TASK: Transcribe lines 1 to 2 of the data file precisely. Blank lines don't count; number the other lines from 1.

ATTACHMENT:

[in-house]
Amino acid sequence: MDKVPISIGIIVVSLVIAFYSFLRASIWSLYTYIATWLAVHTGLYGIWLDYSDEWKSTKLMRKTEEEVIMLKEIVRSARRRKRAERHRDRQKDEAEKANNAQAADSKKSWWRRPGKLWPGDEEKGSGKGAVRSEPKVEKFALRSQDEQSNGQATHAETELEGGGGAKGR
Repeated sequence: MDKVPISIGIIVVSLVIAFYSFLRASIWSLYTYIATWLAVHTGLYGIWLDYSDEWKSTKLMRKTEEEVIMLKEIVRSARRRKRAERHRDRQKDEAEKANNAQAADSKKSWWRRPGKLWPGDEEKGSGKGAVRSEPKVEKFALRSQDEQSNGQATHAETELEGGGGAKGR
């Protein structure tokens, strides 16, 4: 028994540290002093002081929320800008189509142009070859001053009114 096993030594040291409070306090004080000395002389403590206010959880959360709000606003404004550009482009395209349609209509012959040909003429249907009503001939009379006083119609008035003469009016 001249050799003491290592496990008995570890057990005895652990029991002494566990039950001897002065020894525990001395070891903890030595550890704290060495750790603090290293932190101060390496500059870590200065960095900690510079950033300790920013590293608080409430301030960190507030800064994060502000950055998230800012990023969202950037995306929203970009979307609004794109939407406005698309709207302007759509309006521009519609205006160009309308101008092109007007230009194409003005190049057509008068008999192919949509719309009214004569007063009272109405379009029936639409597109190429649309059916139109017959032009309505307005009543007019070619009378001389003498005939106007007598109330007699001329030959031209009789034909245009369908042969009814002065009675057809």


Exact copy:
[in-house]
Amino acid sequence: MDKVPISIGIIVVSLVIAFYSFLRASIWSLYTYIATWLAVHTGLYGIWLDYSDEWKSTKLMRKTEEEVIMLKEIVRSARRRKRAERHRDRQKDEAEKANNAQAADSKKSWWRRPGKLWPGDEEKGSGKGAVRSEPKVEKFALRSQDEQSNGQATHAETELEGGGGAKGR